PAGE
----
In this article we're focusing on Johnson & Johnson (NYSE:JNJ) and comparing it to a similar sized rival in Novartis (NYSE:NVS). Although the two companies have an ocean between them, with JNJ being listed in the US and Novartis in Switzerland, the two stocks are of a similar size, with JNJ having a market cap of $288 billion and Novartis having a market cap of $213 billion.
Furthermore, the two companies sit in the same GICS sector of health care and also within the same GICS sub industry of health care equipment and services. Therefore, we thought it would be worthwhile to compare JNJ to a sector and sub industry peer so that investors who are deciding upon their allocation to those spaces can get a clearer picture of how to allocate their capital. We hope you enjoy the article and are open to your suggestions on future pieces!
The first port of call for many investors in this space (mega cap healthcare) is often dividends. On this front, JNJ does not disappoint since it currently yields 2.7% and, although shy of the key 3% level, we think it has huge potential to push beyond. That's because JNJ's payout ratio is just 50%. To us, that seems incredibly low. Sure, the company has a huge R&D expense each year as its pharmaceuticals division burns through cash trying to find the next big blockbuster drug. However, as a mature company in a mature industry, we think that a higher payout ratio could be warranted and is affordable. This would bump up JNJ's yield and make it an even more attractive income play.
Indeed, Novartis currently pays out 69% of profit as a dividend and this makes a difference to its yield. Shares in the company currently yield 3%, which appears to be a key level for investors right now. Of course, if JNJ were to become more generous with its profit distributions then it could become the more attractive income play, so it clearly has a lot of potential in that space.
In terms of profitability, we're not surprised to see that JNJ delivers impressive results. Indeed, the company continues to deliver high returns to shareholders and this is evidenced via its return on equity, which was 18.6% last year. This represents a strong performance, especially when JNJ has only low levels of financial gearing, with its debt to equity ratio being just 22%. Indeed, such a low level of debt means that it could easily afford to increase its balance sheet risk so as to pursue acquisitions, should it choose to do so. We feel confident that it has the financial strength to withstand substantial M&A activity.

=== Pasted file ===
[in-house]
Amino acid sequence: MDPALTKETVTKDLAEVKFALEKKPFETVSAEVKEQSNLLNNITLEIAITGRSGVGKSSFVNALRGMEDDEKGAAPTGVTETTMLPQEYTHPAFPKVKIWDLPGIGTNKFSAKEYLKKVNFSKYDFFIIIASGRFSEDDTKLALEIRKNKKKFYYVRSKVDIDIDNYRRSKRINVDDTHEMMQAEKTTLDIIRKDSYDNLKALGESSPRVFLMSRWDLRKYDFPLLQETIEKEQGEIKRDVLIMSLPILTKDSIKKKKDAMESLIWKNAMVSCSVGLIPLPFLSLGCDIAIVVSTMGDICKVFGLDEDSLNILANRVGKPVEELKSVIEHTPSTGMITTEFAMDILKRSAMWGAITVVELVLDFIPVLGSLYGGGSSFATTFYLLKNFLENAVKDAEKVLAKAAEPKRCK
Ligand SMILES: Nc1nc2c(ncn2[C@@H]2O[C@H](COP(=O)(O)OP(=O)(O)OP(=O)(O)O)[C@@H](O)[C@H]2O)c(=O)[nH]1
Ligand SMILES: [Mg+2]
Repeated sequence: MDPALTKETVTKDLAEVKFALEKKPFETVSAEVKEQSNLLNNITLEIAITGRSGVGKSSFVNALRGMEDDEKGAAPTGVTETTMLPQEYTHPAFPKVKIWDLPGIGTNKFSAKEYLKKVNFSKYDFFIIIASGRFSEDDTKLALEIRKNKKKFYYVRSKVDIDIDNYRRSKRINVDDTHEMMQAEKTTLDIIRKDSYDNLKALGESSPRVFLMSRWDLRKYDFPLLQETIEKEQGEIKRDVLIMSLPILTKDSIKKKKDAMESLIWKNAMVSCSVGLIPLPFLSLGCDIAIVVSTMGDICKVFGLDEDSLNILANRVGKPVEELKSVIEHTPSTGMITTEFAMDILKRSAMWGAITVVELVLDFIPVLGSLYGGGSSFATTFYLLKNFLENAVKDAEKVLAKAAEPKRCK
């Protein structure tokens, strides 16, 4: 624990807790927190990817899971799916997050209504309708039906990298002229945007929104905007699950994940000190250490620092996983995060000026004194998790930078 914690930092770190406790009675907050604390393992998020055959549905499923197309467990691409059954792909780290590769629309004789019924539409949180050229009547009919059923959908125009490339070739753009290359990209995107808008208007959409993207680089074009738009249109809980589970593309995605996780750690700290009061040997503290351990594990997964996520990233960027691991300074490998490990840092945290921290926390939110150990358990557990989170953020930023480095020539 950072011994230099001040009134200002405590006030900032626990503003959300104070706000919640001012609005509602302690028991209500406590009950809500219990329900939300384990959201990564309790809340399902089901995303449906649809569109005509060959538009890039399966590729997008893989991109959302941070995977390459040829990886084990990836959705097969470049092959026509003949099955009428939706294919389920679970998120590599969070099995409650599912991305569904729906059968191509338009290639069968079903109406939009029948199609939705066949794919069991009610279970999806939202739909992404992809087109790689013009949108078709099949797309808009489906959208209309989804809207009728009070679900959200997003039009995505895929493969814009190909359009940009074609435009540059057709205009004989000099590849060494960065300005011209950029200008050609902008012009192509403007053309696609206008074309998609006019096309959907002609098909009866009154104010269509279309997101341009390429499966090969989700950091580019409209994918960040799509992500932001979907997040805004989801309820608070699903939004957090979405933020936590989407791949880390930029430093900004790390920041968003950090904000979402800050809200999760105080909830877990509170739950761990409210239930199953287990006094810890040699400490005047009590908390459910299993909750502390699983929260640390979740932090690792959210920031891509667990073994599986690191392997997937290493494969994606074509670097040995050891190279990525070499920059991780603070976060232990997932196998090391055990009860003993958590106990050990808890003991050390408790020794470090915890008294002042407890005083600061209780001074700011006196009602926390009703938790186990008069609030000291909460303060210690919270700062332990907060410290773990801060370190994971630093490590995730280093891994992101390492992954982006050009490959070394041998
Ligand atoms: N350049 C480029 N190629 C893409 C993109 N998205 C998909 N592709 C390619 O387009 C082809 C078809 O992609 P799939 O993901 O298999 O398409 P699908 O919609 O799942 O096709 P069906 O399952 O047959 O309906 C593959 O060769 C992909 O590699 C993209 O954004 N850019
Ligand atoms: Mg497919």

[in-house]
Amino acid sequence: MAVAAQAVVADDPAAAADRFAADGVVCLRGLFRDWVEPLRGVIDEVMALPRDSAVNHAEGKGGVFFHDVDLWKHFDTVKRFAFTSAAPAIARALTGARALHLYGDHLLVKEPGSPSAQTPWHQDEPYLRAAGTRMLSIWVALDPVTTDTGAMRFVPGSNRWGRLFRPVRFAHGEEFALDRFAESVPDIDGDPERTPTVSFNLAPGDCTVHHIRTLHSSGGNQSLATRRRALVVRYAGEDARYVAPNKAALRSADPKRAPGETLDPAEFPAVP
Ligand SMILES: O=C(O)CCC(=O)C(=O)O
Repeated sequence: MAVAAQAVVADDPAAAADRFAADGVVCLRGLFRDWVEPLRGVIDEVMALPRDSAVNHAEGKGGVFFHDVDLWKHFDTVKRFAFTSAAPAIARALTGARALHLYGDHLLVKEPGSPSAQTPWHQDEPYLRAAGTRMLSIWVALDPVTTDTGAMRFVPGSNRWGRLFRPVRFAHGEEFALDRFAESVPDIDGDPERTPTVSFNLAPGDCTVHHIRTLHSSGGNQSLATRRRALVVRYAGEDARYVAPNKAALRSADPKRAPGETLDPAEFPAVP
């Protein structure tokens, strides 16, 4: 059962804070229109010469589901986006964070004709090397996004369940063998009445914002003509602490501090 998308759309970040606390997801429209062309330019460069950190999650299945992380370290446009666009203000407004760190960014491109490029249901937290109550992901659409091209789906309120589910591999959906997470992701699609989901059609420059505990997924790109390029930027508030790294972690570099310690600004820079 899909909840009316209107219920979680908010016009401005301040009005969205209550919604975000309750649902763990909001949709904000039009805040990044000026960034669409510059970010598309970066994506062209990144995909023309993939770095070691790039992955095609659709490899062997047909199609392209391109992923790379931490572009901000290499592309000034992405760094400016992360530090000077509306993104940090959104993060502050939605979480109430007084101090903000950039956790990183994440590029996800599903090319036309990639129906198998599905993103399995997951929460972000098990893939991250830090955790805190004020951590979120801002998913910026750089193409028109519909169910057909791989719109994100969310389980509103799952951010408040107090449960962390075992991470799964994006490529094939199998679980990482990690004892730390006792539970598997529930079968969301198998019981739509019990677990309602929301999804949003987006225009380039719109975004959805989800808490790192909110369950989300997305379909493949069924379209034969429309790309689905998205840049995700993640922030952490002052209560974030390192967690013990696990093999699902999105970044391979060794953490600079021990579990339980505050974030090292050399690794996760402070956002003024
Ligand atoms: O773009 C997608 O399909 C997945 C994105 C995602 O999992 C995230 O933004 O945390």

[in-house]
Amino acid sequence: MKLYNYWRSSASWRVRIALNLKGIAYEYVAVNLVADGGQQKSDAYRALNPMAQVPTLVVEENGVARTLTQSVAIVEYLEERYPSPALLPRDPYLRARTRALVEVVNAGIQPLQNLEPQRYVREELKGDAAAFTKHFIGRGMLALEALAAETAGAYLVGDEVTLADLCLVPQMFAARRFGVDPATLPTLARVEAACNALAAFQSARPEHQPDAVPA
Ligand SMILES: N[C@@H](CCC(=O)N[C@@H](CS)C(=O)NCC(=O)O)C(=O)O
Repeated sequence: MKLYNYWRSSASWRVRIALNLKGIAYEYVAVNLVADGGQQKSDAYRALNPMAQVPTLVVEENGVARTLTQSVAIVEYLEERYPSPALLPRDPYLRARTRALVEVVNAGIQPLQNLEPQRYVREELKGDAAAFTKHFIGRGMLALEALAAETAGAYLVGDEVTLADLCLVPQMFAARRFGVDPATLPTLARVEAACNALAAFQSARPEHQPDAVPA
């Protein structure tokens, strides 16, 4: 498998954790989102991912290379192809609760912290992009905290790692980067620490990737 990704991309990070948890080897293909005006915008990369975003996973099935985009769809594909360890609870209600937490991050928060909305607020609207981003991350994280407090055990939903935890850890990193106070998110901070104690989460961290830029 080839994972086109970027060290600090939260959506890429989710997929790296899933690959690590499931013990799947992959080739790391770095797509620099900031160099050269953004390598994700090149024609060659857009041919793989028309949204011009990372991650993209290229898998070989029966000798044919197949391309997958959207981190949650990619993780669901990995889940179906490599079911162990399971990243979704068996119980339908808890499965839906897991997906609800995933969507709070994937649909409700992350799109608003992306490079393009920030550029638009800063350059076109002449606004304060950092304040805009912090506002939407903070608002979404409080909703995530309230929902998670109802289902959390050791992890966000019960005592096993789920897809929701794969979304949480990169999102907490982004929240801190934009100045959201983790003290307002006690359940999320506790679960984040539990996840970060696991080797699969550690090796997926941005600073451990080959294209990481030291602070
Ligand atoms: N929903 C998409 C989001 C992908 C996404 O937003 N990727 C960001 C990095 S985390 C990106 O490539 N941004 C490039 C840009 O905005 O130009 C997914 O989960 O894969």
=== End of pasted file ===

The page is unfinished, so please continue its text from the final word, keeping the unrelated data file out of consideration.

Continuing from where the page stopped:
In addition, JNJ delivers return on assets of 10.4%, which is ahead of its sector peer, Novartis, which has a return on assets number of 6%. This is still attractive, while its return on equity figure is also very respectable at 13.3%. Both, though, are behind the equivalent figures for JNJ. As you'd expect for health care stocks that are heavily involved in pharmaceuticals, margins are high. JNJ again edges out its rival with operating margins of 28% versus 20% for Novartis, although it must be said that both numbers are impressive given the size, scale and complexity of the businesses involved here, with it arguably being more difficult to keep costs low at large, unwieldy businesses.
When it comes to valuation, JNJ seems to offer an opportunity relative to Novartis. That's because it trades at lower valuations than its peer. For example, its P/E ratio (NYSE:TTM) is 19.5, while Novartis' P/E is 22.5. That's a discount of 13.3% and we're struggling to see why Novartis deserves it. Sure, it has a slightly higher yield, but as we've mentioned that's largely due to a more generous payout ratio that could be copied by JNJ going forward. In addition, JNJ trades at a discount to Novartis based on the EV/EBITDA ratio, with it having a ratio of 11.2 versus 13.6 for Novartis. That's a discount of 17.6% which, in our view, is difficult to justify. Therefore, we feel that JNJ could outperform Novartis going forward.
Income seeking investors may be more attracted to Novartis than JNJ, but we think the latter has more potential for brisk dividend growth going forward. That's because of its lower payout ratio and higher profitability, with JNJ delivering strong returns despite a low-risk balance sheet. In addition, the two companies' valuations, we feel, highlight a mispricing in terms of JNJ trading at an unwarranted discount to its European peer. Therefore, we believe that JNJ could outperform Novartis going forward as investors realize the mispricing and take action to correct it.
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Disclosure: The author has no positions in any stocks mentioned, and no plans to initiate any positions within the next 72 hours. The author wrote this article themselves, and it expresses their own opinions. The author is not receiving compensation for it (other than from Seeking Alpha). The author has no business relationship with any company whose stock is mentioned in this article.